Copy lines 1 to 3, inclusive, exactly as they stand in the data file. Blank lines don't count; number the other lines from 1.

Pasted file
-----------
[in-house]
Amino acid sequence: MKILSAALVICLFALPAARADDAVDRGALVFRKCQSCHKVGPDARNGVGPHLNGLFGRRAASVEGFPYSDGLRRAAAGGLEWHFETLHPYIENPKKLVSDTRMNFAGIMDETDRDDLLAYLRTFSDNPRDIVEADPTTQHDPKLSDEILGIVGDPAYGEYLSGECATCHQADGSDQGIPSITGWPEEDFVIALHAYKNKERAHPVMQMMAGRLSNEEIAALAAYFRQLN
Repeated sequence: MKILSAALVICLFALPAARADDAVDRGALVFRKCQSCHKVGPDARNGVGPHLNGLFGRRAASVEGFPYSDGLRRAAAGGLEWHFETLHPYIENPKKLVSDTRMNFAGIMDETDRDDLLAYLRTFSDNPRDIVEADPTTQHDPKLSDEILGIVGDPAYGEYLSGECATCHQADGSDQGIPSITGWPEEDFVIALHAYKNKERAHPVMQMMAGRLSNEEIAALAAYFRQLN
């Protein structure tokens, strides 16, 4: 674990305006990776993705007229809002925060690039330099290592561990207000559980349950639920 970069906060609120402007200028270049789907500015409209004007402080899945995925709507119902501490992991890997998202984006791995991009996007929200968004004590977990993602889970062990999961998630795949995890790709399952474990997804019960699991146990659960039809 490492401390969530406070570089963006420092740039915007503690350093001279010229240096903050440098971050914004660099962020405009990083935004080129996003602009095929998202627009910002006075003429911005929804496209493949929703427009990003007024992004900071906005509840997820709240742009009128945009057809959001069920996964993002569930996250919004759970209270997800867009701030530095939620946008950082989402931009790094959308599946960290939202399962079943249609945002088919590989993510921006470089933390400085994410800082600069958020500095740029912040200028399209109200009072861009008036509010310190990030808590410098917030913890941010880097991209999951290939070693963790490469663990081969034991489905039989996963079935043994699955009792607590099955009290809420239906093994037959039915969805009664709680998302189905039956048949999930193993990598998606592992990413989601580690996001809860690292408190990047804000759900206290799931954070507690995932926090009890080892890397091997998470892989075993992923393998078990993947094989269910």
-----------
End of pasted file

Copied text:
[in-house]
Amino acid sequence: MKILSAALVICLFALPAARADDAVDRGALVFRKCQSCHKVGPDARNGVGPHLNGLFGRRAASVEGFPYSDGLRRAAAGGLEWHFETLHPYIENPKKLVSDTRMNFAGIMDETDRDDLLAYLRTFSDNPRDIVEADPTTQHDPKLSDEILGIVGDPAYGEYLSGECATCHQADGSDQGIPSITGWPEEDFVIALHAYKNKERAHPVMQMMAGRLSNEEIAALAAYFRQLN
Repeated sequence: MKILSAALVICLFALPAARADDAVDRGALVFRKCQSCHKVGPDARNGVGPHLNGLFGRRAASVEGFPYSDGLRRAAAGGLEWHFETLHPYIENPKKLVSDTRMNFAGIMDETDRDDLLAYLRTFSDNPRDIVEADPTTQHDPKLSDEILGIVGDPAYGEYLSGECATCHQADGSDQGIPSITGWPEEDFVIALHAYKNKERAHPVMQMMAGRLSNEEIAALAAYFRQLN